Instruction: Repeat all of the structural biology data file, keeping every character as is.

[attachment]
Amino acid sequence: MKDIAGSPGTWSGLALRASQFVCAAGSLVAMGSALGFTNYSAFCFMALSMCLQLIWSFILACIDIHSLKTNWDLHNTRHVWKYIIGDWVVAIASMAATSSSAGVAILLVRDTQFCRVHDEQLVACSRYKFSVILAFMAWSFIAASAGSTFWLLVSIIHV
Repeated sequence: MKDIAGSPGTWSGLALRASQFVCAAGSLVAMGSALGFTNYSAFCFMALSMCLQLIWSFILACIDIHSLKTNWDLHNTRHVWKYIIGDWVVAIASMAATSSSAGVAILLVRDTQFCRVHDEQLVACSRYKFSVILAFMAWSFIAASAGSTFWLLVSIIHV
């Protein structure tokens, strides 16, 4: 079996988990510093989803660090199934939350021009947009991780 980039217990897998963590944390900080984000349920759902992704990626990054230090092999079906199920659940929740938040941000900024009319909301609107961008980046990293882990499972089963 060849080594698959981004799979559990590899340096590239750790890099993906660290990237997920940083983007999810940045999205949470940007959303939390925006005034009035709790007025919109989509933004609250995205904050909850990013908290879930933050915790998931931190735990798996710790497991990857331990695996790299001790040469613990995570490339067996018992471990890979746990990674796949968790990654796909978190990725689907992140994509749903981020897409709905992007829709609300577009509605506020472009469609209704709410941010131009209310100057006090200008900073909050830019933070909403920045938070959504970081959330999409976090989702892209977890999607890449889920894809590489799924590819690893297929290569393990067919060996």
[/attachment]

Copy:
Amino acid sequence: MKDIAGSPGTWSGLALRASQFVCAAGSLVAMGSALGFTNYSAFCFMALSMCLQLIWSFILACIDIHSLKTNWDLHNTRHVWKYIIGDWVVAIASMAATSSSAGVAILLVRDTQFCRVHDEQLVACSRYKFSVILAFMAWSFIAASAGSTFWLLVSIIHV
Repeated sequence: MKDIAGSPGTWSGLALRASQFVCAAGSLVAMGSALGFTNYSAFCFMALSMCLQLIWSFILACIDIHSLKTNWDLHNTRHVWKYIIGDWVVAIASMAATSSSAGVAILLVRDTQFCRVHDEQLVACSRYKFSVILAFMAWSFIAASAGSTFWLLVSIIHV
């Protein structure tokens, strides 16, 4: 079996988990510093989803660090199934939350021009947009991780 980039217990897998963590944390900080984000349920759902992704990626990054230090092999079906199920659940929740938040941000900024009319909301609107961008980046990293882990499972089963 060849080594698959981004799979559990590899340096590239750790890099993906660290990237997920940083983007999810940045999205949470940007959303939390925006005034009035709790007025919109989509933004609250995205904050909850990013908290879930933050915790998931931190735990798996710790497991990857331990695996790299001790040469613990995570490339067996018992471990890979746990990674796949968790990654796909978190990725689907992140994509749903981020897409709905992007829709609300577009509605506020472009469609209704709410941010131009209310100057006090200008900073909050830019933070909403920045938070959504970081959330999409976090989702892209977890999607890449889920894809590489799924590819690893297929290569393990067919060996």